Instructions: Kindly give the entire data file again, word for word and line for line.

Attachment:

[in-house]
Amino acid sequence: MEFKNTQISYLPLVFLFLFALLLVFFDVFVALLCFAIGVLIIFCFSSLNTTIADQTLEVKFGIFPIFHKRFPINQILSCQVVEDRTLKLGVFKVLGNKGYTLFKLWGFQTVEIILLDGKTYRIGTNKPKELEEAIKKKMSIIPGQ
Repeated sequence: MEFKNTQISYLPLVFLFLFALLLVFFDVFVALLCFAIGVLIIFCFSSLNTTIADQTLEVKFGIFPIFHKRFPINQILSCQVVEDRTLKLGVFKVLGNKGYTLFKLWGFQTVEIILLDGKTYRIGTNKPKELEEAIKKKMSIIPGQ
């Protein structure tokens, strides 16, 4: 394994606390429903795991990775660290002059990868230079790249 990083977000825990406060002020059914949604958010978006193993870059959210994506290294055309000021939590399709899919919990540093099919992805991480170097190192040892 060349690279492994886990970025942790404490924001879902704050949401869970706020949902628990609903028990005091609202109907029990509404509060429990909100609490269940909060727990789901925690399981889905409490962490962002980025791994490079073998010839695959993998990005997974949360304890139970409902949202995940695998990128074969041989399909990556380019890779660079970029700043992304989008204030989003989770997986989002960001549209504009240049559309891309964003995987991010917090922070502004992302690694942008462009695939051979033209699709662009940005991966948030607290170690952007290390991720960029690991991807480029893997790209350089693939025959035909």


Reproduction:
[in-house]
Amino acid sequence: MEFKNTQISYLPLVFLFLFALLLVFFDVFVALLCFAIGVLIIFCFSSLNTTIADQTLEVKFGIFPIFHKRFPINQILSCQVVEDRTLKLGVFKVLGNKGYTLFKLWGFQTVEIILLDGKTYRIGTNKPKELEEAIKKKMSIIPGQ
Repeated sequence: MEFKNTQISYLPLVFLFLFALLLVFFDVFVALLCFAIGVLIIFCFSSLNTTIADQTLEVKFGIFPIFHKRFPINQILSCQVVEDRTLKLGVFKVLGNKGYTLFKLWGFQTVEIILLDGKTYRIGTNKPKELEEAIKKKMSIIPGQ
């Protein structure tokens, strides 16, 4: 394994606390429903795991990775660290002059990868230079790249 990083977000825990406060002020059914949604958010978006193993870059959210994506290294055309000021939590399709899919919990540093099919992805991480170097190192040892 060349690279492994886990970025942790404490924001879902704050949401869970706020949902628990609903028990005091609202109907029990509404509060429990909100609490269940909060727990789901925690399981889905409490962490962002980025791994490079073998010839695959993998990005997974949360304890139970409902949202995940695998990128074969041989399909990556380019890779660079970029700043992304989008204030989003989770997986989002960001549209504009240049559309891309964003995987991010917090922070502004992302690694942008462009695939051979033209699709662009940005991966948030607290170690952007290390991720960029690991991807480029893997790209350089693939025959035909």